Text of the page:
The Game grew up on a steady diet of Cali hip-hop that included Ice Cube and Eazy-E, and he's perhaps even more complex than those early standard-bearers. To put it bluntly, he's an outspoken, polarizing figure. Not since Eazy-E has there been a West Coast rapper held in such feverish contempt.
But how many emcees are willing to turn their psychosomatic agonies inside out for public consumption? On his great 2006 album, Doctor's Advocate, Game struggled to make sense of his estranged relationships with former colleagues Dr. Dre and 50 Cent. L.A.X., from 2008, was another messy, revealing character study. He aired out label issues, eulogized his fallen heroes (2Pac, Biggie), and expressed resentment toward his absentee father. Sometimes he covered it all in a single verse.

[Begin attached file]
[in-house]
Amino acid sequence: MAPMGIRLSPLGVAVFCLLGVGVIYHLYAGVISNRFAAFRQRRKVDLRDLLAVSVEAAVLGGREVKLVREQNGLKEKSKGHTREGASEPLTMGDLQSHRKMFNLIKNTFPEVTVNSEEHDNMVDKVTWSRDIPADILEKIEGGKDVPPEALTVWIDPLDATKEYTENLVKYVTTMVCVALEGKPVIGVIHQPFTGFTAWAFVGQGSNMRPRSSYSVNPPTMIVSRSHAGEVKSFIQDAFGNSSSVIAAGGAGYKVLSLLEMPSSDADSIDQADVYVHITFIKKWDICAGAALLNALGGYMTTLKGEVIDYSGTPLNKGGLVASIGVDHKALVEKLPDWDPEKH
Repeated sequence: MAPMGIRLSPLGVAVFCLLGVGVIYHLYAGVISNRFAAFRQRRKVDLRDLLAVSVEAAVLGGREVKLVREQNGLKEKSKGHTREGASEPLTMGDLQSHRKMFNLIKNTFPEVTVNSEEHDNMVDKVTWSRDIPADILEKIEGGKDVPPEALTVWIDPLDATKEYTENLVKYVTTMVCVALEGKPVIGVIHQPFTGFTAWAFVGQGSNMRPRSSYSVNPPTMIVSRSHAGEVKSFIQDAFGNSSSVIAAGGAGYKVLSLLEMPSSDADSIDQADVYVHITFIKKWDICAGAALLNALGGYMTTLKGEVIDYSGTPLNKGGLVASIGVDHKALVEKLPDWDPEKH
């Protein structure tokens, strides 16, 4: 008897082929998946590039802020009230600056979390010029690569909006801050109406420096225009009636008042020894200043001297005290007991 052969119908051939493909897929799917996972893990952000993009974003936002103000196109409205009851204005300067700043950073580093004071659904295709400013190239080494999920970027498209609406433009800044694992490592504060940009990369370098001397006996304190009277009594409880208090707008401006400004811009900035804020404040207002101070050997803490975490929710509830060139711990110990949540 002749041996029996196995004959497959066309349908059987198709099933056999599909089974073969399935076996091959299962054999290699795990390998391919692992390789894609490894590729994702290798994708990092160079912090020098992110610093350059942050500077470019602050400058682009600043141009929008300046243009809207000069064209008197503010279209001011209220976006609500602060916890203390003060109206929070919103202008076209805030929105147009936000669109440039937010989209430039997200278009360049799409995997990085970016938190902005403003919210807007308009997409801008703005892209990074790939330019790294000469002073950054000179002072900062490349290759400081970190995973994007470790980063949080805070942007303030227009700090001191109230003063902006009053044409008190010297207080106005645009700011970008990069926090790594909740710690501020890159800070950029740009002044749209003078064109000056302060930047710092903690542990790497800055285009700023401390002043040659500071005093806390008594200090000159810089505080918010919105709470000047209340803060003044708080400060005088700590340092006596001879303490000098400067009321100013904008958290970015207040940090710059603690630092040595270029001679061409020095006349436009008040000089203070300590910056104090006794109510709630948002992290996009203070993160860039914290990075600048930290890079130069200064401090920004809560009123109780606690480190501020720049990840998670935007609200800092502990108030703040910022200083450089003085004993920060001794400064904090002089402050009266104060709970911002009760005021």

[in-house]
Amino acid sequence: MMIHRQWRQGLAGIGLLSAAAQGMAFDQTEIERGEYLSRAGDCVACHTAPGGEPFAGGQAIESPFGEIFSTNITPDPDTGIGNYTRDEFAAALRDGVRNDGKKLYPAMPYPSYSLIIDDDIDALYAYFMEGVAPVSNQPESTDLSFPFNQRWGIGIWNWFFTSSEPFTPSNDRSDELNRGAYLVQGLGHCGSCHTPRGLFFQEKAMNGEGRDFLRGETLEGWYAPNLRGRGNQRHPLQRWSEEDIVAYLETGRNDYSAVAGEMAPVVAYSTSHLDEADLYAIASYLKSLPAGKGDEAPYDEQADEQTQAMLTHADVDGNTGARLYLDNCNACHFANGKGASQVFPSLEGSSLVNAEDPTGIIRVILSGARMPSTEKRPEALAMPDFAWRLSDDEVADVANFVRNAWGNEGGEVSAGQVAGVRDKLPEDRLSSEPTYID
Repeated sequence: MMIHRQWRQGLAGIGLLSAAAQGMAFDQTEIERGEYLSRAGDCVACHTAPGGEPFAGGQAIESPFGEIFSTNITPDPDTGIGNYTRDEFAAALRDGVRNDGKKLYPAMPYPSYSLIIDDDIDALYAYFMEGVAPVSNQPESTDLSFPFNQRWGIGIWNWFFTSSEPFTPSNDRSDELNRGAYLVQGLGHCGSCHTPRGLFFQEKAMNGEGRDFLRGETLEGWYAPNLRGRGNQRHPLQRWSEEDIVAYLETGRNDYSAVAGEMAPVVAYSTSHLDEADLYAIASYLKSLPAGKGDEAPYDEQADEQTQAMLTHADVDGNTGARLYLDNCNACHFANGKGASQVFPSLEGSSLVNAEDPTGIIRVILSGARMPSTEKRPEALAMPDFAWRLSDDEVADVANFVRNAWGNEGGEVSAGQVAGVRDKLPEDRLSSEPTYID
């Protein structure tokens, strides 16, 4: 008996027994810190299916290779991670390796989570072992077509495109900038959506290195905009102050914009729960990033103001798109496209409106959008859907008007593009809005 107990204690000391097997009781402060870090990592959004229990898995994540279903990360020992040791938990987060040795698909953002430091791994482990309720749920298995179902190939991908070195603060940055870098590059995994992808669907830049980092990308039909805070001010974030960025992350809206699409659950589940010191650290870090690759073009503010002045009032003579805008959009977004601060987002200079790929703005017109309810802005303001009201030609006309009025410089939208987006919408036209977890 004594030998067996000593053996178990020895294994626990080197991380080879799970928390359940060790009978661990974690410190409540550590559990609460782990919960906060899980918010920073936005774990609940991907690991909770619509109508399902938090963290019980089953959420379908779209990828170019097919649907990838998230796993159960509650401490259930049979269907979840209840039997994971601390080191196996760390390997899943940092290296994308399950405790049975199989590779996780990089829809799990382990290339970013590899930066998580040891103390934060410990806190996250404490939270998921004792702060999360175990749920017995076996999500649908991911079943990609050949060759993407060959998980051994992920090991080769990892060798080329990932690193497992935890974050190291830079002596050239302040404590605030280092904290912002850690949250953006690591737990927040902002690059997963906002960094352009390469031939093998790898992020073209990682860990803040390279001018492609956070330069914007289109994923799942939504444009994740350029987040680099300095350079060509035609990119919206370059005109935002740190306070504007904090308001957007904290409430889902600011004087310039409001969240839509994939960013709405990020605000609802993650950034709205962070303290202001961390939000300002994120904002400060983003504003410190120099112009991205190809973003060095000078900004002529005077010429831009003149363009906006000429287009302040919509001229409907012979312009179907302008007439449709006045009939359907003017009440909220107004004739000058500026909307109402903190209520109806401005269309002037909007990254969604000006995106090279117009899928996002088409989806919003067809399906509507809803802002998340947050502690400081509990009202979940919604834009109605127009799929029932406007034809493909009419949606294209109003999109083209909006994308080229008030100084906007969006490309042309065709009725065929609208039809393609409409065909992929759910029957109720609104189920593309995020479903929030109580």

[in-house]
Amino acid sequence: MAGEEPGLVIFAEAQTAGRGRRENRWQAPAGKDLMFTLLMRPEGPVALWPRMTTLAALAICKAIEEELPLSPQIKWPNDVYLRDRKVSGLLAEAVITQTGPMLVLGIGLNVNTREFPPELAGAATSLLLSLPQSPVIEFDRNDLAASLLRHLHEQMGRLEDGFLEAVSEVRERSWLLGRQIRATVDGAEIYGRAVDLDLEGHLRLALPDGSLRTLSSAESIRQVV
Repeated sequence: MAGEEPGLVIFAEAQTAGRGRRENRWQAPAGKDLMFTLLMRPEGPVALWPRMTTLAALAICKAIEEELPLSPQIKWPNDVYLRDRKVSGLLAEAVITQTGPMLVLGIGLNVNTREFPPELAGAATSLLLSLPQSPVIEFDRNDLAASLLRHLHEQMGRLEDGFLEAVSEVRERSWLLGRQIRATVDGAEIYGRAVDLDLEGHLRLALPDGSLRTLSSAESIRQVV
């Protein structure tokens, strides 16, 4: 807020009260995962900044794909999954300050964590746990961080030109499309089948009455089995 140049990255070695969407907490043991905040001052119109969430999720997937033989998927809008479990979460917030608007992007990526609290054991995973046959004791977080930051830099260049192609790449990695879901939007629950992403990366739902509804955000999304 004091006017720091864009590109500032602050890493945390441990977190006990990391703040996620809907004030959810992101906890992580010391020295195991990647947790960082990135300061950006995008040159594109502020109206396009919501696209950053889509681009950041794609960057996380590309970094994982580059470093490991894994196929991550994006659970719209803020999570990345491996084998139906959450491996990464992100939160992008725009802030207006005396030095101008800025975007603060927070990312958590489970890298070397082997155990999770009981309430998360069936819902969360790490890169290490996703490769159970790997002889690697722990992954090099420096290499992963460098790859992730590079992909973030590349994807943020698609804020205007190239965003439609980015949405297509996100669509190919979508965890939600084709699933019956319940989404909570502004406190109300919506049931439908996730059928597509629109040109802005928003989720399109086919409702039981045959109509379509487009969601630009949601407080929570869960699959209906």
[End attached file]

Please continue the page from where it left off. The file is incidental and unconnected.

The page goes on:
In contrast, The R.E.D. Album is bigger, ballsier, and much more fun. Game is an unapologetic loudmouth. On "Heavy Artillery," he exchanges lava-voiced threats with the crazy-as-ever Beanie Sigel. "Red Nation," meanwhile, not only puts Lil Wayne's amelodic vocals to shockingly good use, it pulls off a fucking Zombie Nation sample. Game brings unhinged levels of swagger to these new tracks and makes even Young Jeezy sound small on the brassy, Southern-style epic "Paramedics." The vicious "Speakers On Blast" rides a stomping tuba march that would've fit on Big Boi's classic Sir Lucious Left Foot: The Son of Chico Dusty.
The dementia reaches its logical conclusion on "Martian vs. Goblins," in which Game fantasizes about dismembering Rihanna and mocks the Great Recession from his lofty perch, bragging that he has the money to snort an unemployment line of cocaine. Well, so much for agony. (DGC/Interscope)
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